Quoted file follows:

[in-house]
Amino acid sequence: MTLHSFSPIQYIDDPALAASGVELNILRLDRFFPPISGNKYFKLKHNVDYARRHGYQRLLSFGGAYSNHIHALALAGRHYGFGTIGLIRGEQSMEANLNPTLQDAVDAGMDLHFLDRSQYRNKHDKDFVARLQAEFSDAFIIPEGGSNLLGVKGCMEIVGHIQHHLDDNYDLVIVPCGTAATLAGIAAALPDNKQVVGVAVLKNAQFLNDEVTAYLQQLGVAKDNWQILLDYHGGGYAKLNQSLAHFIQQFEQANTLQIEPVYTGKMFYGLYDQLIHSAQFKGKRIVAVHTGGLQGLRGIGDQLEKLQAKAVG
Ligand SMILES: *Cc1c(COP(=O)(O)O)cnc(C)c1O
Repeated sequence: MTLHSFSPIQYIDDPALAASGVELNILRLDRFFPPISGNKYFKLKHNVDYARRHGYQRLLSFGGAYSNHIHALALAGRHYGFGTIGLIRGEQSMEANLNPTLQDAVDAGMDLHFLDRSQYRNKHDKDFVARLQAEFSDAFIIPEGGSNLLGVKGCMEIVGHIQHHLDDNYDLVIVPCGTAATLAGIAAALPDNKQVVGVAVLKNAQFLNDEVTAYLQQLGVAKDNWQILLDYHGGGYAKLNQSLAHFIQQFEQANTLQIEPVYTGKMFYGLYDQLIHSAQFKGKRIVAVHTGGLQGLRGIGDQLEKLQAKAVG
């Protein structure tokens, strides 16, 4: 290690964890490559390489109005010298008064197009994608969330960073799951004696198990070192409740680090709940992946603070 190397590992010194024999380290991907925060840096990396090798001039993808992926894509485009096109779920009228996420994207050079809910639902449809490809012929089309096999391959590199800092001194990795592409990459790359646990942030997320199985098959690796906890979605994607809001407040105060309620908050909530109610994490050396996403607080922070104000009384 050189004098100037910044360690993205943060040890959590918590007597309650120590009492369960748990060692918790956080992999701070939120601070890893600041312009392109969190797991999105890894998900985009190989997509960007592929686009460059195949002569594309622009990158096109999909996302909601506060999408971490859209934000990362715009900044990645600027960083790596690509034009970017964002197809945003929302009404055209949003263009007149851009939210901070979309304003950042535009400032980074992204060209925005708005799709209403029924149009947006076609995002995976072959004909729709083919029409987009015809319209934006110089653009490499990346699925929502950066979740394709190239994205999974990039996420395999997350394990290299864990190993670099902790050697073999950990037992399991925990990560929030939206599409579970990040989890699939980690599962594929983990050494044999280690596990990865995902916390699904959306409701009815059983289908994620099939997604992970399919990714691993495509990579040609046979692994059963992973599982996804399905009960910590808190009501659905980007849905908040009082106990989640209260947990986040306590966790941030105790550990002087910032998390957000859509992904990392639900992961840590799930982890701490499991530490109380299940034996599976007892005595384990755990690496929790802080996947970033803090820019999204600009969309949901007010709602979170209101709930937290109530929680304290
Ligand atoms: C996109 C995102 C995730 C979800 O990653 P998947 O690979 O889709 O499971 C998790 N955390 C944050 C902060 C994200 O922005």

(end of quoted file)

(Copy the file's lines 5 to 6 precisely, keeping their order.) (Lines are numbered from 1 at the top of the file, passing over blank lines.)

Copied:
């Protein structure tokens, strides 16, 4: 290690964890490559390489109005010298008064197009994608969330960073799951004696198990070192409740680090709940992946603070 190397590992010194024999380290991907925060840096990396090798001039993808992926894509485009096109779920009228996420994207050079809910639902449809490809012929089309096999391959590199800092001194990795592409990459790359646990942030997320199985098959690796906890979605994607809001407040105060309620908050909530109610994490050396996403607080922070104000009384 050189004098100037910044360690993205943060040890959590918590007597309650120590009492369960748990060692918790956080992999701070939120601070890893600041312009392109969190797991999105890894998900985009190989997509960007592929686009460059195949002569594309622009990158096109999909996302909601506060999408971490859209934000990362715009900044990645600027960083790596690509034009970017964002197809945003929302009404055209949003263009007149851009939210901070979309304003950042535009400032980074992204060209925005708005799709209403029924149009947006076609995002995976072959004909729709083919029409987009015809319209934006110089653009490499990346699925929502950066979740394709190239994205999974990039996420395999997350394990290299864990190993670099902790050697073999950990037992399991925990990560929030939206599409579970990040989890699939980690599962594929983990050494044999280690596990990865995902916390699904959306409701009815059983289908994620099939997604992970399919990714691993495509990579040609046979692994059963992973599982996804399905009960910590808190009501659905980007849905908040009082106990989640209260947990986040306590966790941030105790550990002087910032998390957000859509992904990392639900992961840590799930982890701490499991530490109380299940034996599976007892005595384990755990690496929790802080996947970033803090820019999204600009969309949901007010709602979170209101709930937290109530929680304290
Ligand atoms: C996109 C995102 C995730 C979800 O990653 P998947 O690979 O889709 O499971 C998790 N955390 C944050 C902060 C994200 O922005």